For the final time, the NASCAR Sprint Cup cars have raced at Auto Club Speedway in Fontana, California in the fall. Next year there will only be one race on the grounds of the former Kaiser steel mill 45 miles east of Los Angeles.
Ever since 2004 when NASCAR awarded a second date to that track by taking the historic Southern 500 away from Darlington, attendance has suffered.
Pundits from everywhere have cited many reasons for the decline. The Southern California area is saturated with ?other things to do?. The races at the wide, one mile oval tended to be boring parades with little side-by-side racing and drivers trying to go just fast enough to win while still going slow enough to make it to the end without needing an extra fuel stop. The fall date for the track?s second race of the year is normally blistering hot in the inland valley where the track is located and fans have rejected the idea of spending 4 to 6 hours sitting in 100+ degree heat.
Add to that all of the usual factors that almost all of the tracks on the NASCAR circuit are struggling with, the down economy, high motel rates, high ticket prices, and you can see that it isn?t easy being Auto Club Speedway these days.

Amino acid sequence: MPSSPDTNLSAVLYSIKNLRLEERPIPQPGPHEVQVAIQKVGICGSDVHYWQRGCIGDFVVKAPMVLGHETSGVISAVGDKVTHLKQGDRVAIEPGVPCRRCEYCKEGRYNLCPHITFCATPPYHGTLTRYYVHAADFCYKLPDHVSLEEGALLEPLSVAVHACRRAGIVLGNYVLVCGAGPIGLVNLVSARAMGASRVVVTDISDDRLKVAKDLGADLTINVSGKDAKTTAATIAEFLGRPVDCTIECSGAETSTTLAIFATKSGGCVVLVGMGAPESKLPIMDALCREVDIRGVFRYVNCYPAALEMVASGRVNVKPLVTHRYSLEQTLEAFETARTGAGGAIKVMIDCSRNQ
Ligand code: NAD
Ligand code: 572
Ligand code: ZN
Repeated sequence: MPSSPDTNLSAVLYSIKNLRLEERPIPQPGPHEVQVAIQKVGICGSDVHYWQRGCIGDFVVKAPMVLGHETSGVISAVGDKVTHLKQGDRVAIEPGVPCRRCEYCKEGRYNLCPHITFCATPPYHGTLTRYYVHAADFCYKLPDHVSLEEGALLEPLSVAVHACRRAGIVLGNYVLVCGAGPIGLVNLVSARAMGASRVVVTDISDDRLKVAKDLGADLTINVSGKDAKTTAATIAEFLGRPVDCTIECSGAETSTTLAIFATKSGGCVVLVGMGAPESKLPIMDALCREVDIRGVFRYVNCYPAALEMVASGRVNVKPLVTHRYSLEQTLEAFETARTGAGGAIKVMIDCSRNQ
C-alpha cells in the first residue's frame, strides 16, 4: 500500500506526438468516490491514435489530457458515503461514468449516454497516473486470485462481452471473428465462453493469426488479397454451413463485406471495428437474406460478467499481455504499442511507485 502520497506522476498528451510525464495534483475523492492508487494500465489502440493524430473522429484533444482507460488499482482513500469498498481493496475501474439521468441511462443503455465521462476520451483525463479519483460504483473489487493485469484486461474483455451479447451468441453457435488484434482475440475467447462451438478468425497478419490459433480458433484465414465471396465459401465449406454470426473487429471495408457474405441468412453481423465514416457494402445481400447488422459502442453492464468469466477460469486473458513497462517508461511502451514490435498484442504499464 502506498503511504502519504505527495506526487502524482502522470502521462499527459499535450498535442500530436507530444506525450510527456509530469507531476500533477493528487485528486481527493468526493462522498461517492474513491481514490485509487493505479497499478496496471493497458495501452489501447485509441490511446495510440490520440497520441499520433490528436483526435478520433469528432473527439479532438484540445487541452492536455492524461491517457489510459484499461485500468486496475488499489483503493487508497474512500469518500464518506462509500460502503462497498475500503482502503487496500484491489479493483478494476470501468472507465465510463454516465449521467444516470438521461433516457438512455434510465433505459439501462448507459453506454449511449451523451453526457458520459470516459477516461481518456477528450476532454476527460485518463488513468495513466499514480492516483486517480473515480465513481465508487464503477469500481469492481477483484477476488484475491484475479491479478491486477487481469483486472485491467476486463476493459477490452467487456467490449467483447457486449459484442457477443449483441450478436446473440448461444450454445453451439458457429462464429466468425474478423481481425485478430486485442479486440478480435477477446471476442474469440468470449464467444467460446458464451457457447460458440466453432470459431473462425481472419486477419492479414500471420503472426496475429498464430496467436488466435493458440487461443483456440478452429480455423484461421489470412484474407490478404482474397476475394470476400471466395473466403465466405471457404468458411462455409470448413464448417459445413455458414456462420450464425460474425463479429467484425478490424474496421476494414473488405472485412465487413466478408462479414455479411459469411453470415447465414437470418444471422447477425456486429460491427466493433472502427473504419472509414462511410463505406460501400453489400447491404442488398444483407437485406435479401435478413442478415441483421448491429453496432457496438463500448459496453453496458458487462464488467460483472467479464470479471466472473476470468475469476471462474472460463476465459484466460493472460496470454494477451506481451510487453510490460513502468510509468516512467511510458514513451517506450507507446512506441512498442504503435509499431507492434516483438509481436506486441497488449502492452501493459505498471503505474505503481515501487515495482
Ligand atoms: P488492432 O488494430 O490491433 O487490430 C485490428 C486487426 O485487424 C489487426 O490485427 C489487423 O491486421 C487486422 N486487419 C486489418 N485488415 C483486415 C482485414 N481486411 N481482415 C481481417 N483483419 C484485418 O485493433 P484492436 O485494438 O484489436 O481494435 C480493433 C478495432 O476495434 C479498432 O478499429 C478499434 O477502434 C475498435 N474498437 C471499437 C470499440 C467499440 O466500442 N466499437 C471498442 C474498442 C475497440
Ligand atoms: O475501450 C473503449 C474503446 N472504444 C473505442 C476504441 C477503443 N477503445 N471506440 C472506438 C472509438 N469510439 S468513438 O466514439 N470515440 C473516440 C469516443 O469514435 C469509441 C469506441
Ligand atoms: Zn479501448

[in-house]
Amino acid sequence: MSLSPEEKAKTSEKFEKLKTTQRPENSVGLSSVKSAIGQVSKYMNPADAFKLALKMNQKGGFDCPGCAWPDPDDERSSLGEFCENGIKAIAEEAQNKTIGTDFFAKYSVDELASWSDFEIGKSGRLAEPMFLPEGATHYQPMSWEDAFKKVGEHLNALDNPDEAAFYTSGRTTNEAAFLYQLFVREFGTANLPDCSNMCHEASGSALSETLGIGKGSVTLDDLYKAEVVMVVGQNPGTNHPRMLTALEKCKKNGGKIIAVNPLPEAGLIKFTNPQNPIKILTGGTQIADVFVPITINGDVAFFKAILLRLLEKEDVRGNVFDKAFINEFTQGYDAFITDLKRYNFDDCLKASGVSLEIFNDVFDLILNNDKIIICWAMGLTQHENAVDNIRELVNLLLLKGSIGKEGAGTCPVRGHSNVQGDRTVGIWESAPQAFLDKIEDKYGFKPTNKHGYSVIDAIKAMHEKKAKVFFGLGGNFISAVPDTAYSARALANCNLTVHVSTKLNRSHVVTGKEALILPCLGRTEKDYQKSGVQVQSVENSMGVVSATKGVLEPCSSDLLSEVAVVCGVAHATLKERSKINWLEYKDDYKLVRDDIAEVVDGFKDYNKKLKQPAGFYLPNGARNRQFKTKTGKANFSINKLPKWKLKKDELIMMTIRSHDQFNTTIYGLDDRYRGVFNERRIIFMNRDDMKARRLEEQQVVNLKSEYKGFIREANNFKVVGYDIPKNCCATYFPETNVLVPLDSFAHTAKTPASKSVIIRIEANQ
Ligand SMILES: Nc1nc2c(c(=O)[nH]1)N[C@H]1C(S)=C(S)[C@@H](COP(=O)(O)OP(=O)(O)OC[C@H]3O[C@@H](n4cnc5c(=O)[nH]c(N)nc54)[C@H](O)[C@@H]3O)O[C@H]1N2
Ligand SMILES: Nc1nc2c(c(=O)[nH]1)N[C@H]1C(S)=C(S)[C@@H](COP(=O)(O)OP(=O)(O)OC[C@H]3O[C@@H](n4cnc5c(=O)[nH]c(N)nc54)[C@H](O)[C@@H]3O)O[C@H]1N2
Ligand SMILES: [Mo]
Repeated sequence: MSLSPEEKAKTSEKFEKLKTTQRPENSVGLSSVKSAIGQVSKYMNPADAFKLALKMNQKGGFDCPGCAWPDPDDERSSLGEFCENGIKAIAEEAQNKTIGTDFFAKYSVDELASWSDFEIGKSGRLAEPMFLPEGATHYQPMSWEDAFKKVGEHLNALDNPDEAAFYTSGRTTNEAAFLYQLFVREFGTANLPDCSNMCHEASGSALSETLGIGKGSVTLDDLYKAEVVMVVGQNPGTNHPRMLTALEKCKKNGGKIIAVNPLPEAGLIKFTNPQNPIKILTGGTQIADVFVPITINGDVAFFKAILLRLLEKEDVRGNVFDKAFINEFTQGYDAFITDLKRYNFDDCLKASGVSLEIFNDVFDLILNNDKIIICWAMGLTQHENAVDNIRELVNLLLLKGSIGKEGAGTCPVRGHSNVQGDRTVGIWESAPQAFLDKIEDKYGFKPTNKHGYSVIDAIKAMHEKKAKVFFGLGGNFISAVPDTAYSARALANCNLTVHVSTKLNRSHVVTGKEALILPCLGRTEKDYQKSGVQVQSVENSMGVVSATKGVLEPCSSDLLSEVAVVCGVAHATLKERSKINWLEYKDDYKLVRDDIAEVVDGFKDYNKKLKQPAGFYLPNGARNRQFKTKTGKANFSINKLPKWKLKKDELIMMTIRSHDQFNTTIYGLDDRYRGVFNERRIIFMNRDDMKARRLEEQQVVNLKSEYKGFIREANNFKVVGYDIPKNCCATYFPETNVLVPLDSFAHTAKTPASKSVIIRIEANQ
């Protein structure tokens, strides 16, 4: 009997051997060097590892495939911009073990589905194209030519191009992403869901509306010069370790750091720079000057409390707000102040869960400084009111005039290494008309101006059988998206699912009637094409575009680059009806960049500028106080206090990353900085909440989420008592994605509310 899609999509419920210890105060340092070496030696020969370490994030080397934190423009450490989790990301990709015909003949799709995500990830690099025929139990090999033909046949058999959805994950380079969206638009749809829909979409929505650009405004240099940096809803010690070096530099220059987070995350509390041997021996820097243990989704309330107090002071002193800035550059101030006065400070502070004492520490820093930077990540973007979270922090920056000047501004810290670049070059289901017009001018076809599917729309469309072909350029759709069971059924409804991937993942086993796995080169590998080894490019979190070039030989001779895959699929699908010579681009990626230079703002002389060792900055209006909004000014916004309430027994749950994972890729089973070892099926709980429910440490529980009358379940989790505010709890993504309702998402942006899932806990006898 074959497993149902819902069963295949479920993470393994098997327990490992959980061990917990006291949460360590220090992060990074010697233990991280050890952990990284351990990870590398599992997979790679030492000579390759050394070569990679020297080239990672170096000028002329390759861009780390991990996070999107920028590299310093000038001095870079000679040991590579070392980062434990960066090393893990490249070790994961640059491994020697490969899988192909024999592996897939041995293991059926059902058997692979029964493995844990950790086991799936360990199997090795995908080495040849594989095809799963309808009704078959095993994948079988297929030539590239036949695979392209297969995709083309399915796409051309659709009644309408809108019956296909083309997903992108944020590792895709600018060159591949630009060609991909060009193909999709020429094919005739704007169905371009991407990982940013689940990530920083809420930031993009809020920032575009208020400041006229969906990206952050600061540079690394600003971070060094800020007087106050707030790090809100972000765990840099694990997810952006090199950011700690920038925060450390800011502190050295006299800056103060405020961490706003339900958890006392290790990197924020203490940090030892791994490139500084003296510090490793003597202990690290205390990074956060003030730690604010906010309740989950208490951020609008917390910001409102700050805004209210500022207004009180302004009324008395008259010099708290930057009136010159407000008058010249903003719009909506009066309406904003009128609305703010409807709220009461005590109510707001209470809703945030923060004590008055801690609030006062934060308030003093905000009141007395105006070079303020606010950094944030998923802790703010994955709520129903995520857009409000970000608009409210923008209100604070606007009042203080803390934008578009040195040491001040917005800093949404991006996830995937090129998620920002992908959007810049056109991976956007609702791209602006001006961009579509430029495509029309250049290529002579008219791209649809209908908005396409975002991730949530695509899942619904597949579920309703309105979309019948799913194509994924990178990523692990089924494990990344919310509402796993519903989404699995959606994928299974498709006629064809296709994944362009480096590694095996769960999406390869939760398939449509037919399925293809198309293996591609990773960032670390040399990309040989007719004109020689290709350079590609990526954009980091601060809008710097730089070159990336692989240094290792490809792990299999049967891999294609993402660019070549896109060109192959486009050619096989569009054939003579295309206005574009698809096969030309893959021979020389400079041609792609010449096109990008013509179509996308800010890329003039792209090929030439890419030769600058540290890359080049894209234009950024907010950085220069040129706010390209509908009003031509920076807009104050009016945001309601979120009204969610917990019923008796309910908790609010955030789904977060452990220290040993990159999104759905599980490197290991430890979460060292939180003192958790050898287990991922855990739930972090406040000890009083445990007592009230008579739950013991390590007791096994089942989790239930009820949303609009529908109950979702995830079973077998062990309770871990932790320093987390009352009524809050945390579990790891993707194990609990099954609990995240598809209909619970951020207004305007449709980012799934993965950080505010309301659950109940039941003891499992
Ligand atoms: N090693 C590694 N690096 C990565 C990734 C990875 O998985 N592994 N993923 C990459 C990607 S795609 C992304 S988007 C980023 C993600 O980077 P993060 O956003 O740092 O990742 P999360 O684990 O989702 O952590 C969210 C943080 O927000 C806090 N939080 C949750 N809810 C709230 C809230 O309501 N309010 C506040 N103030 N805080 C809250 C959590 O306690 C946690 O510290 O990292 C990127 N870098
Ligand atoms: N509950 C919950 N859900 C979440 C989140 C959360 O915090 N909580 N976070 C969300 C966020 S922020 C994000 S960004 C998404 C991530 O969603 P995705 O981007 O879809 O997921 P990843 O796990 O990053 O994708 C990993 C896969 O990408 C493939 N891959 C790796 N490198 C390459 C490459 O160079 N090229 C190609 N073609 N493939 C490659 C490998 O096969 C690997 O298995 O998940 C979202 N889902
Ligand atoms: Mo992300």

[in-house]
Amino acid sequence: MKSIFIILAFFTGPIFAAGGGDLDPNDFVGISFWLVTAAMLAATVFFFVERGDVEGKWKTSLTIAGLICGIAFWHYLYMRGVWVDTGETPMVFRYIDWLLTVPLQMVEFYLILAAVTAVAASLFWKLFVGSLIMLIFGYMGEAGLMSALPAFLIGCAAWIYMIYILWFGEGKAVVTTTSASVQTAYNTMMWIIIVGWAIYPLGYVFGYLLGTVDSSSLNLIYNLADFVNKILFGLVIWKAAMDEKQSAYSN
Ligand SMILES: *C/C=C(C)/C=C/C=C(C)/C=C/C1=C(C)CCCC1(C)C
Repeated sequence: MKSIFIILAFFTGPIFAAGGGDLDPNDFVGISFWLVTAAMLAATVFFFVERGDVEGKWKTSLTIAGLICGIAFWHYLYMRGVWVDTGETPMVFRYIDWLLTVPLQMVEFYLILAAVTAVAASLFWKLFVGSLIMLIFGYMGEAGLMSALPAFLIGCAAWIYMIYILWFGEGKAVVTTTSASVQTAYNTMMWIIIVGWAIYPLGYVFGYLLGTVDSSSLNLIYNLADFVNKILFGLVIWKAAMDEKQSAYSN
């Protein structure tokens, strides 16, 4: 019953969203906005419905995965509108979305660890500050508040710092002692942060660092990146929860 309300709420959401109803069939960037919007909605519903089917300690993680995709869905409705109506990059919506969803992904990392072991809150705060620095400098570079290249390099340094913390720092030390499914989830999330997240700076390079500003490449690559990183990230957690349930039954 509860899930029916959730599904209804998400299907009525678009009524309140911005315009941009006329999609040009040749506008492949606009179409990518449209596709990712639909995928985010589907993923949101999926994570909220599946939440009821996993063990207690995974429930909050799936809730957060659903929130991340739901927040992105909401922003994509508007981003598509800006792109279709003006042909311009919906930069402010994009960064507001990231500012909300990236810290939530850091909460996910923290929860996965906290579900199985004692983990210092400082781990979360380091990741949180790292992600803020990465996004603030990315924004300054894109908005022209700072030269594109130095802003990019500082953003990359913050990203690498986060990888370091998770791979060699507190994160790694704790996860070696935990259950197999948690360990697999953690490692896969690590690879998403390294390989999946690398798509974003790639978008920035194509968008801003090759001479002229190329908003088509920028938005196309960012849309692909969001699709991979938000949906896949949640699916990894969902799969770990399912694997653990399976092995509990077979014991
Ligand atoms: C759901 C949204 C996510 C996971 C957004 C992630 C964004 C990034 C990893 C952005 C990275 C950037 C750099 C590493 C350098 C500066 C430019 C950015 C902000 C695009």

But the fans that stayed home this time or didn?t tune in on TV missed what just might have been the best race this track has ever put on.
No fewer than fourteen drivers took a turn at leading and fan favorite Mark Martin led more laps than anyone else. Only 36 laps of the 200 lap distance were run under caution and every double file restart almost immediately morphed into four and even five wide racing.
And thanks to a lap 195 yellow flag due to a wreck involving David Ragen and Kurt Busch, the margin of victory from Tony Stewart back to second place Clint Bowyer was less than a half second.
The announced attendance of 70,000 was probably optimistic, the track has seats for almost twice that many.
Southern California is the second most populous region of the United States. There are 24.2 million people within a two hour drive from the speedway. Everyone involved with Auto Club Speedway hopes that by cutting back to just a single race next year, more of those millions can be coaxed into coming out to the races.
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